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You and your husband need to ask yourselves this: when mom becomes more frail, falls in AL or NH and uou need yo consult with the doctors about hard decisions, how long is it going to take you to get there? Where will you stay while she's in the hospital? My mom was in IL for a year near her old town (where her friends never visited). When she had a stroke, it took us an hour to get there. By that time, mom had nodded "yes" to having diabetes and other medicsl issues dhe didn't have.

We moved her to a nh 10 minutes from my POA brother. More travel for us, but in the long run, better for mom when she lands in the hospital.
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She is suffering from dementia, you say, yet you are letting her make the decision as to where she lives. Why? If it is more convenient for you and your husband for her to be closer to you -- and you are the primary caregivers -- by all means move her closer. Your husband's more often visitations might be very comforting for her.
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Thanks for the opinions folks. I'll clarify some things. The facility where she is living is part of a campus that includes all levels of care from independent living to skilled nursing care. They have two AL buildings and she is in the one set up for patients with dementia. When we asked her to move to our area it was going to be in an AL facility here. Not in our home. I completely agree that we should let her settle in and not contact her so much. Ditto for her friend. She hasn't been able to make a phone call in a long time, so communication is totally up to us. I've made this suggestion to my husband, but I think he needs to hear it from the staff to convince him.
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I agree that the friend needs to "let it be." Perhaps your mom needs her meds adjusted or maybe she has a UTI. If the facility is able to take her to a geriatric doctor, that would help.

She wouldn't qualify for AL, in the one that my 92 yo MIL is at. It sounds like she needs more care.
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I agree that the friend needs to "let it be." Perhaps your mom needs her meds adjusted or maybe she has a UTI. If the facility is able to take her to a geriatric doctor, that would help.

She wouldn't qualify for AL, in the one that my 92 yo MIL is at. It sounds like she needs more care.
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I agree with moving mom near you and husband if possible. And the other suggestions have been good as well. Let her settle in.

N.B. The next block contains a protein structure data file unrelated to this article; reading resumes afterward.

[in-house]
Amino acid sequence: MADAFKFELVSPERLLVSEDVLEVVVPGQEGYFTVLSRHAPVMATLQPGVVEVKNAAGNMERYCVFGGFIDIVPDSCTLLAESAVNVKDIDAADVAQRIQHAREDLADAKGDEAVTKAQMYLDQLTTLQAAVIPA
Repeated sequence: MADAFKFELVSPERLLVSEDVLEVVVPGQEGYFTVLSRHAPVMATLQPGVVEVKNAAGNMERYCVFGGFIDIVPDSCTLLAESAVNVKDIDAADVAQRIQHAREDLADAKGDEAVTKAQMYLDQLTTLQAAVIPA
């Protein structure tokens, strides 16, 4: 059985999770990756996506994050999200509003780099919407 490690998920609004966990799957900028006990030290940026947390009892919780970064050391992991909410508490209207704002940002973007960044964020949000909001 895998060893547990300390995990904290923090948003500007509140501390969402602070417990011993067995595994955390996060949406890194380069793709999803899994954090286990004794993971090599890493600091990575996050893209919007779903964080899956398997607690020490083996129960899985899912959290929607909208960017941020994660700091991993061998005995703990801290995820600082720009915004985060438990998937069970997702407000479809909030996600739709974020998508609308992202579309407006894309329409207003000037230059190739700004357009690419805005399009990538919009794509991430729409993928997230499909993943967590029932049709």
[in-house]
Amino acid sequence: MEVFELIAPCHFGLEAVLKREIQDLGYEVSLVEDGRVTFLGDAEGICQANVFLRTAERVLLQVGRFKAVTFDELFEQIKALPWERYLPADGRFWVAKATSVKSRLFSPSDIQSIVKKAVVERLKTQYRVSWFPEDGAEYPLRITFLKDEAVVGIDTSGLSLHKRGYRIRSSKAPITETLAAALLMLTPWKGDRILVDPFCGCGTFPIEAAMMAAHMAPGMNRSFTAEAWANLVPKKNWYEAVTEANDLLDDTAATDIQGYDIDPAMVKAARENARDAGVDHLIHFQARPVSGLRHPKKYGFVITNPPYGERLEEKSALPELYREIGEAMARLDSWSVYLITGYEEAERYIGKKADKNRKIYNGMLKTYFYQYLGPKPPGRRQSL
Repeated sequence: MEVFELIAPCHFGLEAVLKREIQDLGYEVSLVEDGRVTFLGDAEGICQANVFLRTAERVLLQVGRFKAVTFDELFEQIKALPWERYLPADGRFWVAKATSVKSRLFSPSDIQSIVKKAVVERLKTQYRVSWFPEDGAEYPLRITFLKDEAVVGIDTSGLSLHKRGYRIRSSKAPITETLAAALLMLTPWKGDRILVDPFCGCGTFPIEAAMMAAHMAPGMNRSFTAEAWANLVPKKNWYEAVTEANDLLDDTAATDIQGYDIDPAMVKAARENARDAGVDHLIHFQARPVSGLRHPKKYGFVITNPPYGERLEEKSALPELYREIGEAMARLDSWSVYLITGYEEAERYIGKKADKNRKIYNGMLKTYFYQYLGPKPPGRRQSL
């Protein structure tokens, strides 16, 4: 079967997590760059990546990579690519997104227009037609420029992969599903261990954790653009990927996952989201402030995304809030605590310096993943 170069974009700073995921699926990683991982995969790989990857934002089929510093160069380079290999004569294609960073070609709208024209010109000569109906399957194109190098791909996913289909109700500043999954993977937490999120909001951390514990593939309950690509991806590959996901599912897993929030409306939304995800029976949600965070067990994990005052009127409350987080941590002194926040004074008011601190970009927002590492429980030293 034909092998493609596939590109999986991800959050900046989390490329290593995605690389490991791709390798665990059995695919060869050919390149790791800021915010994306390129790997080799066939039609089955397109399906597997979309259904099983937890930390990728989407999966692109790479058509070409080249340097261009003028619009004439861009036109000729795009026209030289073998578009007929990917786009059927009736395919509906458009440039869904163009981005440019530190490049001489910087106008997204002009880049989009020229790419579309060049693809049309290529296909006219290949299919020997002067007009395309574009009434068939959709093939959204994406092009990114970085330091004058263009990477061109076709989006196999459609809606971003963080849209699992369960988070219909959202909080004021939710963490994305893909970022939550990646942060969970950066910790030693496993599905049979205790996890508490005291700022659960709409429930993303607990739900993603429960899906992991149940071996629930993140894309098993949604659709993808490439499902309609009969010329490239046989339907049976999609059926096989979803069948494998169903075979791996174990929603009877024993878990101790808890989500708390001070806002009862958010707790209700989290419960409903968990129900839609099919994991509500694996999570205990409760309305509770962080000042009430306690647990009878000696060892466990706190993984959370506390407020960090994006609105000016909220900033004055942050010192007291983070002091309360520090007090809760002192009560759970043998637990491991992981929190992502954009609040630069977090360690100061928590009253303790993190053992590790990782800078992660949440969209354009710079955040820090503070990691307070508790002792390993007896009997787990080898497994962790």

The thing I learned with my mom (who has no short-term memory) is one minute there's a problem and two minutes later, she's forgotten all about it. If you were around your MIL more, you'd probably see those changes, and learn not to jump the minute there's a perceived problem that she is expressing, like being scared.

My mom lives less than 2 miles from me and I couldn't handle it when she and my dad lived 3 hours away - there was no one in that retirement place I trusted to really look in on my folks with a skilled eye. So I'm happy to have mom so close so I can monitor how she's doing and learn to distinguish between the real and perceived issues she's having. I can adjust my reactions accordingly.
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From what I have learned on the forums here, the first thing leave Mom alone so that she can settle into her new surroundings... and that means no telephone calls for awhile directly to her. Let her adjust. She needs to learn to depend on the Staff for her needs. Too bad the staff at the Assisted Living didn't make that suggestion to you and hubby about the adjustment period.

Let her friend know what is going on and to try to stop the visits/phone calls for awhile.

Since Mom-in-law has profound dementia, as you have found out she won't remember if she saw you and hubby or heard from you via phone, so limit the visits/phone calls to once a week after she had finally settled in to get a feel about how she will react and follow her lead, if in reason.

It is so much better for Mom-in-law who has serious memory issues to live where she has 3 full shifts of care from employees who are trained. If she moved in with you, both you and hubby would have needed to quit your jobs, plus hire paid Caregivers so you both could get some sleep. Mom-in-law was smart in saying *no* to your request.
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I'm not sure this will be of any help (or appreciated).But, when it is time for memory care, it doesn't much make a difference if it is near Mom's current home or near yours. In my opinion, it would have made your life easier to have moved her nearer to you. The friend may visit occasionally but you and your husband are the ones making decisons etc so to me, closer to you would have worked better. My friend's Mom has been in memory care for almost 9 years now! This can be a long haul. Mom's ability to communicate via phone will likely diminish, and your involvement will surely increase!

Adjusting to new places isn't easy for dementia residents. So the being afraid is par for the course. Is the memory care facility dedicated to memory care is is it a small part of a larger facility where they 'put memory care clients'? A true memory care facility won't even have call buttons, the residents have no clue what to do with them! I know I don't have a vote, but I'd move her closer to me and to a dedicated memory care place. This isn't easy for anyone and in all honesty, a memory care patient doesn't get a vote. You have to do what is best for all involved.